Are CAC Coins Inflation Proof?

Collectors and investors seeking a hedge against dropping spot-metal prices would do well to consider CAC-approved coinage.

by John Feigenbaum | Published on September 24, 2022

The first thing that strikes me in presenting this issue of the CAC RCMR is the red arrow sign on the right-had side of this page showing the bloodbath gold and silver prices have taken in the since our last issue. Gold is down about 7% and silver a whopping 14% during this time. Seemingly tethered (inversely) to the strength of the US dollar and international inflation concerns, these commodities have taken a serious hit.

The bulk of value traded in the US rare coin market is linked to the intrinsic value of the spot metals these coins are made of. Every day the prices of generic gold pieces and silver coins (think circulated Walkers, Franklins, Morgans and so on) are heavily, or directly, influenced by spot prices. For this reason, many coins we assign values to have taken commensurate hits over the past three months as their metal basis has suffered.

The good news is that better date and high-grade coins are typically not affected by spot metal fluctuations. Even at a value of $50, a gem Washington quarter's is unaffected by fickle silver prices. Gold coins, however, are a different matter. The hoards of circulated and low-end unc gold coins from the late 19th Century through 1933 are over-represented by a minority of common dates which also represent the bulk of trading. Saint Gaudens $20 gold on the market are almost always dated 1908, 1922, 1923, 1924, 1927, and 1928. When gold takes a hit, so do these coins, especially in grades up to MS65. Buyers can buffer themselves by seeking better dates and/or grade-rarity examples of these common issues. This strategy will insulate you from daily changes, while also offering the potential to gain from future rises when the metals eventually take off again (and they will).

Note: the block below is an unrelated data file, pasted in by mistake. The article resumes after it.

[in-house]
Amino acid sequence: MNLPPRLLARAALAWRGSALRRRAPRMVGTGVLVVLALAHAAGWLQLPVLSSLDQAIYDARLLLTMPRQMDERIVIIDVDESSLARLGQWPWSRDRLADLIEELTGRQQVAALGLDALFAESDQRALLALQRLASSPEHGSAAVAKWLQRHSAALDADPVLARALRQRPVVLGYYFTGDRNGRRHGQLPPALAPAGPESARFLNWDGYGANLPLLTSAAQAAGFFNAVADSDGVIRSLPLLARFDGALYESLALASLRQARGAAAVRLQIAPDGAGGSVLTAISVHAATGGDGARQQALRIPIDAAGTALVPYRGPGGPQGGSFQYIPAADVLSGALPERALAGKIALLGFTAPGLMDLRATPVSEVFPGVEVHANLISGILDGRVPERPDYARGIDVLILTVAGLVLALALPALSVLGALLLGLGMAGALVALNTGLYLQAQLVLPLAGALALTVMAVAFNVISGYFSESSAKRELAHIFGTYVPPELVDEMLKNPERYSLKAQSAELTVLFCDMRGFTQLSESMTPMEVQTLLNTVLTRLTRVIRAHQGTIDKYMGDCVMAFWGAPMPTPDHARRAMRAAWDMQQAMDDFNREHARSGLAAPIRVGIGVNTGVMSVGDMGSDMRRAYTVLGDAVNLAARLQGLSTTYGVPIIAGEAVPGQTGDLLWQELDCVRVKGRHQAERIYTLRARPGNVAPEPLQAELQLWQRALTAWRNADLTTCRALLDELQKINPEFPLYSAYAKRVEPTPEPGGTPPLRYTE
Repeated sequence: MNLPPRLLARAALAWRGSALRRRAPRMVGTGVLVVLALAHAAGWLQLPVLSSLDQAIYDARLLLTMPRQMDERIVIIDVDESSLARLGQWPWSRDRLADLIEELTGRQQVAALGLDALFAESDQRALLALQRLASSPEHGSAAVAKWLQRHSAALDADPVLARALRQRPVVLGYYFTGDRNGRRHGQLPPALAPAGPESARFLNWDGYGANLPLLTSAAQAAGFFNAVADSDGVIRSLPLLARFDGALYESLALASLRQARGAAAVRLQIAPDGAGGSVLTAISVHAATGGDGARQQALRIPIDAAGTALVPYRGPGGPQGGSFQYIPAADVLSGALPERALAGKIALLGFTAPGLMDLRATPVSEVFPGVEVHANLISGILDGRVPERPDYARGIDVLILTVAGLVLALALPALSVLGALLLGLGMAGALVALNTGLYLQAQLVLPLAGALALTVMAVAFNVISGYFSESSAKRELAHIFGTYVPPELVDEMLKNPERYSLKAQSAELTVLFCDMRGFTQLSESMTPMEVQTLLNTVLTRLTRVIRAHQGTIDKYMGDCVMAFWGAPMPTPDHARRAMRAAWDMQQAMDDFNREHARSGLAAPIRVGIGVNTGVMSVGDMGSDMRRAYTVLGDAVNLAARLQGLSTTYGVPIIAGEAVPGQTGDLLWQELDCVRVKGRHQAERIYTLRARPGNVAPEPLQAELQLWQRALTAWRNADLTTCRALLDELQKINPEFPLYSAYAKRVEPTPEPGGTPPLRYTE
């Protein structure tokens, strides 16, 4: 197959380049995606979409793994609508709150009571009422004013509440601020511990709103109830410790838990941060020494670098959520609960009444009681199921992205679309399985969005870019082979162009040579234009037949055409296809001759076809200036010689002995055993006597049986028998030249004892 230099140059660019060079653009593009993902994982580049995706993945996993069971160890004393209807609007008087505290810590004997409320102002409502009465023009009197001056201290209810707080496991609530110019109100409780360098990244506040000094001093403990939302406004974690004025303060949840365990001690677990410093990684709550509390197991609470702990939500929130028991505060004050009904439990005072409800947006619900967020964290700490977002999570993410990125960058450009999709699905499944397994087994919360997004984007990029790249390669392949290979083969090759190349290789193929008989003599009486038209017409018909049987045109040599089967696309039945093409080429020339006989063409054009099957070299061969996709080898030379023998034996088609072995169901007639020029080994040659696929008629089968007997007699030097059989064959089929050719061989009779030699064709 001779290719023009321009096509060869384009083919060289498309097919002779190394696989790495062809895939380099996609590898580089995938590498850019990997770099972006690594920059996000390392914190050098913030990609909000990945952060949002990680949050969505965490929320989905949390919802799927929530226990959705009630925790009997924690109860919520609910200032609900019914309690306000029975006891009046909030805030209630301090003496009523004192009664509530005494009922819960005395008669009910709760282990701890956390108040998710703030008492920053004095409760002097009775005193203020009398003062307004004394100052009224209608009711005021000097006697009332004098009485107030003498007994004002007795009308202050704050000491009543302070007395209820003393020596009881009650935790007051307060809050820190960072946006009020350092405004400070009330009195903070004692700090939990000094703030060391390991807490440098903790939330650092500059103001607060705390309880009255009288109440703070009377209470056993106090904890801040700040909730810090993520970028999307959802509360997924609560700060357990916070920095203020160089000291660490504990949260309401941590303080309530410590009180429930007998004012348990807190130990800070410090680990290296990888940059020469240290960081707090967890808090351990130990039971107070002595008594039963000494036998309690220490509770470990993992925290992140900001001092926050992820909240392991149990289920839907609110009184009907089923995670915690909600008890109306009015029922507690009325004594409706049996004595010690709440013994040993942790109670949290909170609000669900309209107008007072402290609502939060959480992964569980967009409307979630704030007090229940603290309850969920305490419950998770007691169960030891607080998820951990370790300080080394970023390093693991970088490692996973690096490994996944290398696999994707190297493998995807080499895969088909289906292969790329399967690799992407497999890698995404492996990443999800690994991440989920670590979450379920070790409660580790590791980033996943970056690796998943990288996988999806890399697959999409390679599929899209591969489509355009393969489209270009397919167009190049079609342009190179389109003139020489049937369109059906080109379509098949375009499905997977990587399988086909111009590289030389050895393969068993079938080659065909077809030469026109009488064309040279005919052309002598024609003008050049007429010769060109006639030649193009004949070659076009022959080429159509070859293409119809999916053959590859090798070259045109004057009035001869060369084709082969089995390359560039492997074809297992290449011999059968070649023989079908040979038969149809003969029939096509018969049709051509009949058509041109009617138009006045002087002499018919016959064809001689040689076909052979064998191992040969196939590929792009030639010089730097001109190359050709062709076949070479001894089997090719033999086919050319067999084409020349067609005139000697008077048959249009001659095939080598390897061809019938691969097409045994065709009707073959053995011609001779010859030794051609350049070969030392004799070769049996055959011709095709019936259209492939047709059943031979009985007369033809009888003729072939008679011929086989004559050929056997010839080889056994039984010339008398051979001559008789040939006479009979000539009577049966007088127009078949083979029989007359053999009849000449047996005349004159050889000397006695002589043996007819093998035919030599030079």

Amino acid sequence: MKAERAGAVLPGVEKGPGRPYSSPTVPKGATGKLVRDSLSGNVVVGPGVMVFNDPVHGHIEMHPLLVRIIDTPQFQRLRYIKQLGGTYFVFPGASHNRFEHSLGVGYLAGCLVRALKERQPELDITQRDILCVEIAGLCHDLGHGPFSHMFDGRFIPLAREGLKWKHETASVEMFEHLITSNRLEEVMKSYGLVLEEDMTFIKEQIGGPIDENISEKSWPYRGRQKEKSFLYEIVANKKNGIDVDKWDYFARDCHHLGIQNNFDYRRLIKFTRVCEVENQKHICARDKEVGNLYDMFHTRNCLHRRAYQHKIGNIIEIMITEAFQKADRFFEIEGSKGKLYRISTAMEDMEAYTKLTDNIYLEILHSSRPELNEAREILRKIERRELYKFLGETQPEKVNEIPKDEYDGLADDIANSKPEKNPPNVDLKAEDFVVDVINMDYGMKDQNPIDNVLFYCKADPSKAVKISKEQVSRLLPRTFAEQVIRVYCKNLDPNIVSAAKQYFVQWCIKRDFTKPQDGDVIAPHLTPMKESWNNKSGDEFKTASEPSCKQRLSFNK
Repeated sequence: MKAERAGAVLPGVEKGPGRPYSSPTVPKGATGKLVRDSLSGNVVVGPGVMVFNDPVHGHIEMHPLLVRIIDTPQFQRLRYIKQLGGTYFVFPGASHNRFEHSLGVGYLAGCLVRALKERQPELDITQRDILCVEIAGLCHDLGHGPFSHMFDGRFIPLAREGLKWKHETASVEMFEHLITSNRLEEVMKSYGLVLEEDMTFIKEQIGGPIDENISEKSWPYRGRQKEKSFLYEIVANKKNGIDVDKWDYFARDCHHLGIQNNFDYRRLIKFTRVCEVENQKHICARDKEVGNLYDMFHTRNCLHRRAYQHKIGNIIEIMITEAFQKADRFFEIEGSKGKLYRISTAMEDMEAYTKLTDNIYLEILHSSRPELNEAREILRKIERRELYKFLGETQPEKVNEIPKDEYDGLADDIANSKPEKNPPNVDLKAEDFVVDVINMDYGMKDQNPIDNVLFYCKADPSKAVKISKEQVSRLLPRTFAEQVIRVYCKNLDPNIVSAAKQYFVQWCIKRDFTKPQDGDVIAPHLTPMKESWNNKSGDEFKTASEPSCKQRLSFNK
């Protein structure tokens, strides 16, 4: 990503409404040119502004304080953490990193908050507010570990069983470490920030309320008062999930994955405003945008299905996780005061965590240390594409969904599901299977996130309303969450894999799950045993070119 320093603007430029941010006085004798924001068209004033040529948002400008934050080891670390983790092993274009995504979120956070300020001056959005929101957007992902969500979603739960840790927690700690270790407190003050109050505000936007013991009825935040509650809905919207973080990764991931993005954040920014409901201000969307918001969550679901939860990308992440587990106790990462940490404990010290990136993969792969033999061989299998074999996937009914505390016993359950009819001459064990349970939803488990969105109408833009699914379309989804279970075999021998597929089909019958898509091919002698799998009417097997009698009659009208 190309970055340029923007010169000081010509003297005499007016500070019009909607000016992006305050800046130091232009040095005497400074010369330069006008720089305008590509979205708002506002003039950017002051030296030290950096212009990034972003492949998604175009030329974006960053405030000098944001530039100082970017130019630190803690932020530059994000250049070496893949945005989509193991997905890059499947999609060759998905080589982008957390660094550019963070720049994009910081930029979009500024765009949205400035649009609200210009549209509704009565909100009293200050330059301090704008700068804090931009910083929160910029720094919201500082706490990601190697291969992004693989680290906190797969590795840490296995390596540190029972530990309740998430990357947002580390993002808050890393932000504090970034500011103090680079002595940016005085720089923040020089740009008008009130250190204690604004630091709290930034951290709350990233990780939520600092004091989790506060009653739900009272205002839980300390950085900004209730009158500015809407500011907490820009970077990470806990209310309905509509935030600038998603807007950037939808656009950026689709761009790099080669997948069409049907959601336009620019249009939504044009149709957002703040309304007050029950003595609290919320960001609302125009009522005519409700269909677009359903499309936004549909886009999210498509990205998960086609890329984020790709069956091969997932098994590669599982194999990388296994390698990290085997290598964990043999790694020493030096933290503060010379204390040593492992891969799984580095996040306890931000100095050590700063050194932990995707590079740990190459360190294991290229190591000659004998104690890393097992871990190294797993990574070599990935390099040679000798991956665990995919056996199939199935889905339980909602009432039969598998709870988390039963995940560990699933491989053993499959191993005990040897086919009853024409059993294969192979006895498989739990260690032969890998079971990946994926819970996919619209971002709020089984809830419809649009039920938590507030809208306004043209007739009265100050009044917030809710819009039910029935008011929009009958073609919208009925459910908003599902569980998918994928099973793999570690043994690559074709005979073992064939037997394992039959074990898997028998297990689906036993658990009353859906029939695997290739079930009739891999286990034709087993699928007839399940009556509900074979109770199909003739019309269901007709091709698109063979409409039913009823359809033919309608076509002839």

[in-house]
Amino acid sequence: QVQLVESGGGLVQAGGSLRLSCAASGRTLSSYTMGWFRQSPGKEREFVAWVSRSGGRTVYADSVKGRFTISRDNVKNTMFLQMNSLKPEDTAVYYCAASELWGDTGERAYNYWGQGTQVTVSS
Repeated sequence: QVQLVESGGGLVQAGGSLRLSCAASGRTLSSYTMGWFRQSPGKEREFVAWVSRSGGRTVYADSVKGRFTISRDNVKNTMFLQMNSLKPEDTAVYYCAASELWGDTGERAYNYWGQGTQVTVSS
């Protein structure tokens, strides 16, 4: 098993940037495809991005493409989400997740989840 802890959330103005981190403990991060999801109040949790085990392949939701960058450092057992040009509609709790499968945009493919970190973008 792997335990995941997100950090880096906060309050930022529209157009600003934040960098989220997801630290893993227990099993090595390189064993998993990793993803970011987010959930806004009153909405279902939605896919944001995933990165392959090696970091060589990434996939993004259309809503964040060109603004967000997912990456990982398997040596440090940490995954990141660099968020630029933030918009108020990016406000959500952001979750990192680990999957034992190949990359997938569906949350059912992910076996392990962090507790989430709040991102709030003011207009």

Taking this argument one step further, adding the CAC approval to your purchases will further protect your investment. Why? The answer remains the same as we've long documented in these pages. CAC-stickered coins represent a distinct subset of the PCGS and NGC-certified coins on the market that have met the company's additional fussy (for lack of a better word) criteria. As Greg Reynolds coherently illustrates in the Winter 2022 CAC RCMR feature article, top-graded CAC-approved Saints are todays "most valuable common coins." That's a powerful statement, and I can assure you that buyers of these coins could care less about gold spot prices.

Looking at the wider catalog of all US coinage, we are just now starting to see signs that the highly-charged market of the past few years is finally slowing down. We are seeing some coins slip in value, even some (gasp!) CAC coins. Not everything goes up forever, nor is that healthy. CAC coins, however, remain stronger than their non-CAC counterparts in retaining value. Especially during these inflationary times, I believe that buying CAC-approved coins is strong hedge against fluid financial markets that lay ahead.

What do you think? Drop me a line at with your feedback.

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Author: John Feigenbaum

John Feigenbaum image The President, CEO and managing partner at CDN Publishing, John Feigenbaum, has been a professional numismatist since 1979. Formerly president of David Lawrence Rare Coins, John has taken on Publishing and executive responsibilities for CDN Publishing. John has written for numerous trade publications and published "The Complete Guide to Washington Quarters" in 1991. In 2014, John received the PNG Abe Kosoff Founders Award for "his steadfast dedication to the entire numismatic community".

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